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American freighter City of Flint Photo credit: www.snipview.com

War History City of Flint Odyssey, Part 1

With the threat of war hanging over Europe at the end of August 1939, passenger space on ships leaving England for North America was in great demand. For one ship in particular, the U.S. freighter City of Flint, that demand would unexpectedly swell its passenger manifest from zero to more than 250 in a most unexpected fashion.

When City of Flint’s captain, a crusty New Englander named Joseph Gainard, brought his ship into Glasgow, Scotland, on Aug. 31, he was told by the ship’s agents ashore that the U.S. Maritime Commission in London wanted to talk to him. Unable to get through to the commission, Gainard phoned the U.S. Ambassador, Joseph P. Kennedy, who had once helped him resolve a difficult situation with a crew on another ship when Kennedy was chairman of the Maritime Commission. Read More

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During the war, David Jennings (second from right at table) served in the Canadian Royal Navy. Here he enjoys liberty with fellow officers in Honolulu, Hawaii, four days before the Japanese attack on Pearl Harbor. Photo credit: Jennings family photo.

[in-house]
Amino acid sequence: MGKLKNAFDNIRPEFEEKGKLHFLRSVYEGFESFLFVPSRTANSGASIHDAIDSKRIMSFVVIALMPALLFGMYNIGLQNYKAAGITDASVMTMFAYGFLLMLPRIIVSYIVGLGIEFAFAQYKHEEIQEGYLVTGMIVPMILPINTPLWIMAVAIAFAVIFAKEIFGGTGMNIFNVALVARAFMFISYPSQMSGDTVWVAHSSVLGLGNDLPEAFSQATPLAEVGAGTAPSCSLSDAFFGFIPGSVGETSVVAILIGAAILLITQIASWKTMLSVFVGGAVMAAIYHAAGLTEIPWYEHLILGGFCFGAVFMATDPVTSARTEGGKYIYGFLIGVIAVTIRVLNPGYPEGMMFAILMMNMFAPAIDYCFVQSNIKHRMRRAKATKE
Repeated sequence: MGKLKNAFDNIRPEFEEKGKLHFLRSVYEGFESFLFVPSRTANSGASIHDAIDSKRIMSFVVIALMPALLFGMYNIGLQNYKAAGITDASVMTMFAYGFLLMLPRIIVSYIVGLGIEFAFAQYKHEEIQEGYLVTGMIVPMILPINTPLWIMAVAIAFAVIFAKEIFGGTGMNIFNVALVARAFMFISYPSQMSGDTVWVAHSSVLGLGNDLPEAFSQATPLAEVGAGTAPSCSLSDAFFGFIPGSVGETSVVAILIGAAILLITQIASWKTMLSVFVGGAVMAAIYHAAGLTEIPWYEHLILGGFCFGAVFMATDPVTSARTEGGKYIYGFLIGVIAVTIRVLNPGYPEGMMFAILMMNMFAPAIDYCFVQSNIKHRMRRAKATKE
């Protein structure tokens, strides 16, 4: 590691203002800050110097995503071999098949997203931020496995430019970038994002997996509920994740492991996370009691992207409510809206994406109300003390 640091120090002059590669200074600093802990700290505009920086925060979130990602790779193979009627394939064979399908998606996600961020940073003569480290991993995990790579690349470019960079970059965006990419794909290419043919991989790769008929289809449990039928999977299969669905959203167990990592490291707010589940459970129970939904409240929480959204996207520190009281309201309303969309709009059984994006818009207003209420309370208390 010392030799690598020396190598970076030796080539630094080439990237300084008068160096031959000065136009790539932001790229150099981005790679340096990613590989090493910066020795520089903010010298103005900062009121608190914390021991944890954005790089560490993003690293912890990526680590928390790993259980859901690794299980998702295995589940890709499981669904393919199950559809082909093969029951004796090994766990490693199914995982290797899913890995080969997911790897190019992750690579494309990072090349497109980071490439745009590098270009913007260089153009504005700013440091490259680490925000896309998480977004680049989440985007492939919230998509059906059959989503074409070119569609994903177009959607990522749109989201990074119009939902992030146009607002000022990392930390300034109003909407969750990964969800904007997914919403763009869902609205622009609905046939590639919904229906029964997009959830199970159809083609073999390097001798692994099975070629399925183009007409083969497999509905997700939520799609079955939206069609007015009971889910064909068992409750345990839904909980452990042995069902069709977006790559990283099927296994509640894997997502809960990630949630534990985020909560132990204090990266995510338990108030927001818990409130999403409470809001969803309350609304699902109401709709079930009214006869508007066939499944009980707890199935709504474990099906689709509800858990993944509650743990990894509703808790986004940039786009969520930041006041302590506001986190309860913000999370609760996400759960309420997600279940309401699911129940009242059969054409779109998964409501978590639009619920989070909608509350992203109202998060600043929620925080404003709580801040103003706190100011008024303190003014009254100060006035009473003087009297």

Meet the Character David Jennings: Adventures of A Young Man, Part 4

The survivors of the German submarine attack on the British passenger ship Athenia returned to the British Isles, Canada, and the United States to heroes’ welcomes in the waning days of summer 1939. But the headlines quickly faded, superseded by news of German conquests on the Continent, the British Army’s retreat from Dunkirk, and the London blitz.

Athenia survivor David Jennings returned home to begin his senior year at the University of Toronto, albeit a few days later than planned. (See blog post: Adventures of A Young Man, Part 3, Aug. 16, 2015.) While Canadians answered the call of their government to serve as soldiers, sailors and airmen, Jennings completed his engineering degree and in the summer of 1940 and went to work at a local de Havilland Aircraft Company plant. Read More

Survivors (from left) John Woods, David Jennings and Tony Cassels return home Sept. 23, 1939 to Toronto after being rescued from the torpedoed passenger ship Athenia.
 
Photo credit: The Evening Telegram, Toronto, Canada.
Survivors (from left) John Woods, David Jennings and Tony Cassels return home Sept. 23, 1939 to Toronto after being rescued from the torpedoed passenger ship Athenia. Photo credit: The Evening Telegram, Toronto, Canada.

Meet the Character David Jennings: Adventures of A Young Man, Part 3